Unsought kindness - CycleBlaze

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Unsought kindness

Leo Woodland

Have you been met with unsolicited kindness on the road?

  We were riding north of Vichy one summer and feeling both hungry and sorry for ourselves. We couldn't decide from the map whether the village to the right or that to the left was best for a restaurant, whether there was a restaurant at all.

  We needed local knowledge and we stopped by a man standing at his garden gate.

  "You don't need a restaurant," he said. "I have your meal all ready."

  He was, he said, also a cyclist. He had passed us a moment earlier in his car and he was waiting to see whether we passed his house or if we'd gone another way. His wife, he said, would be late coming home for her lunch and so we may as well eat it for her. Which we did.

  Things like that don't happen to car drivers.

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1 month ago
Scott AndersonTo Leo Woodland

So many interactions come to mind, but one of my favorites was our first trip to Europe 30 years ago.  We were on our way home, biking from Goussainville (a suburb north of Paris) to DeGaulle, early in the morning because we had an early departure.  We were cutting it short because we didn’t want to bike before dawn, and were stymied by a traffic circle with six spokes, none of them marked (this still astonishes me).  I was on my second loop of the circle looking for clues when a large semi drove into the circle, came to a full stop, and rolled down his window to ask if we were lost.  And you’re right, that would never happen if we were in a car, or America either.  We’ve loved France ever since.

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1 month ago
Gregory GarceauTo Scott Anderson

Don't lose faith, it CAN happen in America.  While sweating my way through the semi-desert of eastern Washington in 100-degree (F) heat, the driver of a Pepsi truck coming from the opposite direction came to a stop across the road and offered me an ice cold drink.  I knew I had a full bottle of water left so, proud of my self-sufficiency, I turned down the kind offer.  Big mistake.  Soon thereafter I discovered my water was not just warm, but hot.  I drank it anyway and then ran out of that hot water before my day was over.  I survived though.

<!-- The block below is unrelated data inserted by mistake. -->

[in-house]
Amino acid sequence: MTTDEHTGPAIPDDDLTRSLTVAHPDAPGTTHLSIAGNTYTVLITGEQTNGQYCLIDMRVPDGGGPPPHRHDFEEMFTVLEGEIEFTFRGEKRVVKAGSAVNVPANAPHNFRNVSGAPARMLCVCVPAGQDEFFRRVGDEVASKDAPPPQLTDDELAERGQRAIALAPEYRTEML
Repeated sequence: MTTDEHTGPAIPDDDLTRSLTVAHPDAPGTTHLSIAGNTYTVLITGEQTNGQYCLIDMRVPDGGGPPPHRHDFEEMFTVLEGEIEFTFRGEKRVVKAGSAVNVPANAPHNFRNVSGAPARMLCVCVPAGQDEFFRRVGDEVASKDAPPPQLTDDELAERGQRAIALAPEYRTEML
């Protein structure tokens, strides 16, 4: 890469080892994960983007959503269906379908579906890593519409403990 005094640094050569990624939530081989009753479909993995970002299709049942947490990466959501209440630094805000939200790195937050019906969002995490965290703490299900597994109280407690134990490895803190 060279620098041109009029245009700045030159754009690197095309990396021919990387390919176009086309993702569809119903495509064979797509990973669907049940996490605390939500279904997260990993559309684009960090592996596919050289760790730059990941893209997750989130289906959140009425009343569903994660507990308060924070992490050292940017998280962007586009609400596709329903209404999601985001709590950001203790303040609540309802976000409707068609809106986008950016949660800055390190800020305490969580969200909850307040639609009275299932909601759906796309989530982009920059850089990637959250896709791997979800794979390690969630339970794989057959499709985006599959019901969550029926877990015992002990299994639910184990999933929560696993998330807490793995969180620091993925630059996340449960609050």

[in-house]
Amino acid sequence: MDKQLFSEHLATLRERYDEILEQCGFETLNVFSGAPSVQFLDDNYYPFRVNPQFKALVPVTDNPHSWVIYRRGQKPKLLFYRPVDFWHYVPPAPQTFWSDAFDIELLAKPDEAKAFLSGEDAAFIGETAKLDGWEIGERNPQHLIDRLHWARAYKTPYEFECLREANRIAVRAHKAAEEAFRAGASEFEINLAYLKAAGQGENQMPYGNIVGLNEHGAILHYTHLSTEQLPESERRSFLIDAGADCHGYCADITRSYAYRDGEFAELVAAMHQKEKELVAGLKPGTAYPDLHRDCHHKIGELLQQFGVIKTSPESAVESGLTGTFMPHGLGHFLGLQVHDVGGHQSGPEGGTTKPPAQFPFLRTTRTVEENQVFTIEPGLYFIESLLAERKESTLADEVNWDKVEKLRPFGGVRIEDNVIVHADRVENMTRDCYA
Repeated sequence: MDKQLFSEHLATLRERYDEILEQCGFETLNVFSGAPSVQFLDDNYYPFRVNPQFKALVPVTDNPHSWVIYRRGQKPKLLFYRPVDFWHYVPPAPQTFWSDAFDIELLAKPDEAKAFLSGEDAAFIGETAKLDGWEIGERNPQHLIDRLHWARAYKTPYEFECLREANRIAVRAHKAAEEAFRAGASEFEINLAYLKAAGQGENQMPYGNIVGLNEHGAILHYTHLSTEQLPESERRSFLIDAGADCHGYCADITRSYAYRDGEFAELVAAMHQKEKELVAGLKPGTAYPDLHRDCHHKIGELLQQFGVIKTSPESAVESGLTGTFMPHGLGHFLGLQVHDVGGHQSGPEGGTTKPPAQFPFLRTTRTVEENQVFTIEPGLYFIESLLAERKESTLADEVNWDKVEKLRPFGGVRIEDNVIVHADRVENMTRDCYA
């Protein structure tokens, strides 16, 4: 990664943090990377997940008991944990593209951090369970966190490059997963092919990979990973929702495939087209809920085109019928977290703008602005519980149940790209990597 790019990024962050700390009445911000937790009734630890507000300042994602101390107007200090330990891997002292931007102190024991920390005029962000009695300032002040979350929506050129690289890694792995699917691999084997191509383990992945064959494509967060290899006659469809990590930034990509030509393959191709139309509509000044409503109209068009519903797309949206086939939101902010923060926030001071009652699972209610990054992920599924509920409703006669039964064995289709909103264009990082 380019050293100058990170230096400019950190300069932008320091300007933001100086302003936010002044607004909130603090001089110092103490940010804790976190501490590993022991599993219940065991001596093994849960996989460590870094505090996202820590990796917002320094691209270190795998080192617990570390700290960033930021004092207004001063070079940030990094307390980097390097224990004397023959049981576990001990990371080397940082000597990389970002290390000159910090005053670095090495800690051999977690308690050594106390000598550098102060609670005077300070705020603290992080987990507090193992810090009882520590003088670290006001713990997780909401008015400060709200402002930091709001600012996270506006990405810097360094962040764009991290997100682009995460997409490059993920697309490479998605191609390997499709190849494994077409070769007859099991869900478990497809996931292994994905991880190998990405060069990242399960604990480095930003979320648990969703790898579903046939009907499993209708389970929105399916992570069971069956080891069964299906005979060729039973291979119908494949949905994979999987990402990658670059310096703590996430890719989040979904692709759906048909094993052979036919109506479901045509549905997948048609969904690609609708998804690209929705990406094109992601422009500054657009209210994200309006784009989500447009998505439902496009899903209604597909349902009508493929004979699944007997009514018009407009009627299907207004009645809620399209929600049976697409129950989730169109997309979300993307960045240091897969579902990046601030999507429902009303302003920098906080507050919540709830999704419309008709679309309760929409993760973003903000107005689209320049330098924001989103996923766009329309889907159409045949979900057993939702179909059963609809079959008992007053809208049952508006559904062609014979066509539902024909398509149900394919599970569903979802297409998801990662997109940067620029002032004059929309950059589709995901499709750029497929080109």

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1 month ago
Scott AndersonTo Gregory Garceau

Ooh, thanks for the reminder of The Watermelon Lady, the wonderful woman who pulled over to offer Rachael some watermelon crossing the desert west of Green River.  Her son is the author of a cycle touring book and she wanted to brag to him about her good deed.

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1 month ago
George HallTo Leo Woodland

Many times I have been the recipient of unexpected acts of kindness from strangers.  I think the fact that a bicycle tourist is relatively vulnerable, and relatively harmless as compared to motor vehicle drivers, leads folks to not fear us and to show their inherent goodness.  People have offered to let me camp in their yard, to bring me cold drinks or a bicycle pump while I was changing a flat beside the road, to transport me and my bike across a road construction area (I said "no thanks" to that one), to stay at their house when I reached their city, to let me shelter from the rain in their business, given me quarters for the laundry when I had no change, offered me food, paid for my meal without me even knowing until I tried to pay when leaving the diner, and many more  acts of kindness that I won't list. Every tour I have done has had good people offering acts of kindness - and this has been true from coast-to-coast throughout the U.S.   Below is an example from 2017 in the desert between Carson City and Fallon, NV.

A Gentleman Named Robert Stopped and Gave Us Cold Water - It Was Much Appreciated in the Desert Heat!